Employment Estimates

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    jenny
    The employment numbers reported in the study area data include local residents and in-commuters. However, the SAM contains data on the average in-commuting rate for your region, so when you run an impact, the income of those in-commuters gets taken out before the impact is run through the multipliers. So while this income will be included as part of the direct labor income, it will not generate any induced effect in the local region.
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    harperrocklin
    Where can I view (and/or modify) the average in-commute rate?
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    jenny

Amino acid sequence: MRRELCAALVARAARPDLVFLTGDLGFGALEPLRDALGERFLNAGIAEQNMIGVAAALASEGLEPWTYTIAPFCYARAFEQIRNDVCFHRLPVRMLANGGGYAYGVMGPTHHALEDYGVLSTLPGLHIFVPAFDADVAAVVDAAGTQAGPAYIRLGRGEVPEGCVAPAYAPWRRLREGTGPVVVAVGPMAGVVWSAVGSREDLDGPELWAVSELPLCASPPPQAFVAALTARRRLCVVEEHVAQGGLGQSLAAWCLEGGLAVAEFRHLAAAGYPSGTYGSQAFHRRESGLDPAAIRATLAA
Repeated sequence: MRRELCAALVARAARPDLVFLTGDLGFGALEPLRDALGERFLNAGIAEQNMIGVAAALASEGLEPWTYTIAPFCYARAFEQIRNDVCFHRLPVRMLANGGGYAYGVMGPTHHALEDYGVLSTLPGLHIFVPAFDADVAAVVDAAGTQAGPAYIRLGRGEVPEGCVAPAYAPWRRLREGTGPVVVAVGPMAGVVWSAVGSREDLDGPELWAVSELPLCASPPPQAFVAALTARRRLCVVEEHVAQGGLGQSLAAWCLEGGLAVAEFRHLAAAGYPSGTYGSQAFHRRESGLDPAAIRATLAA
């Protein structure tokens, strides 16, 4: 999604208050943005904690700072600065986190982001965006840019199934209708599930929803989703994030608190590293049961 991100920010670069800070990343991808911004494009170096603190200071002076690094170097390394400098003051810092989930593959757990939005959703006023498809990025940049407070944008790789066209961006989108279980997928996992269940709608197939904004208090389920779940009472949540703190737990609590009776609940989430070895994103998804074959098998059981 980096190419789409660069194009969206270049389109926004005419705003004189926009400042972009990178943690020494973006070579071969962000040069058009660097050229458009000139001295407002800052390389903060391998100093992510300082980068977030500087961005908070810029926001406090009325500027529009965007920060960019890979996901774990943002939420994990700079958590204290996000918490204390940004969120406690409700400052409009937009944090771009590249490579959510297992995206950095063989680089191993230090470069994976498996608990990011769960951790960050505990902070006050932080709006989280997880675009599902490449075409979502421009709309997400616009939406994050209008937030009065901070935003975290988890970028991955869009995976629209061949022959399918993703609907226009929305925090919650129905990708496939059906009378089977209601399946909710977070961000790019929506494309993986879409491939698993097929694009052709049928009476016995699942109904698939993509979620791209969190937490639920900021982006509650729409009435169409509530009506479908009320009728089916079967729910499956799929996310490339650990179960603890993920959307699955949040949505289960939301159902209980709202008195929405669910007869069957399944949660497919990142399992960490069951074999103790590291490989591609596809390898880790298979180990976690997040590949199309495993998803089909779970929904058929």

To view the commuting data for your region, go to Explore>Social Accounts>IxC Social Accounting Matrix. If the Employee Compensation column makes a payment to the Domestic Trade row, then there is net in-commuting into the region. The ratio of this value divided by the Employee Compensation column total gives you an estimate of the net in-commuting rate. If there is net out-commuting, the value will be 0 (in this case, there is usually a payment by domestic trade to households, representing those net out-commuters). Employment is merely descriptive, in the sense that it does not influence the indirect or induced effects (those are based on output and labor income, respectively). Thus, if your estimate of the proportion of in-commuting differs from the average for your region as reported in SAM, the easiest way to account for it is to remove the difference from Employee Compensation when setting up your impact. To determine what percentage to decrease Employee Compensation by, you can use the following equation: x = EC - EC*[(1-userCR)/(1-samCR)] where: EC = original, unmodified employee compensation userCR = your known commuting rate samCR = commuting rate reported in the SAM x = the percentage of EC you want to remove before running the analysis So the amount you want to remove from your original EC figure is x*EC. After the scenario has been run, add that same amount back to your direct EC effect since by definition EC occurs at the site of employment. This way, you correctly account for the in-commuters' direct effect, but you have made sure that they did not generate any further local impact.
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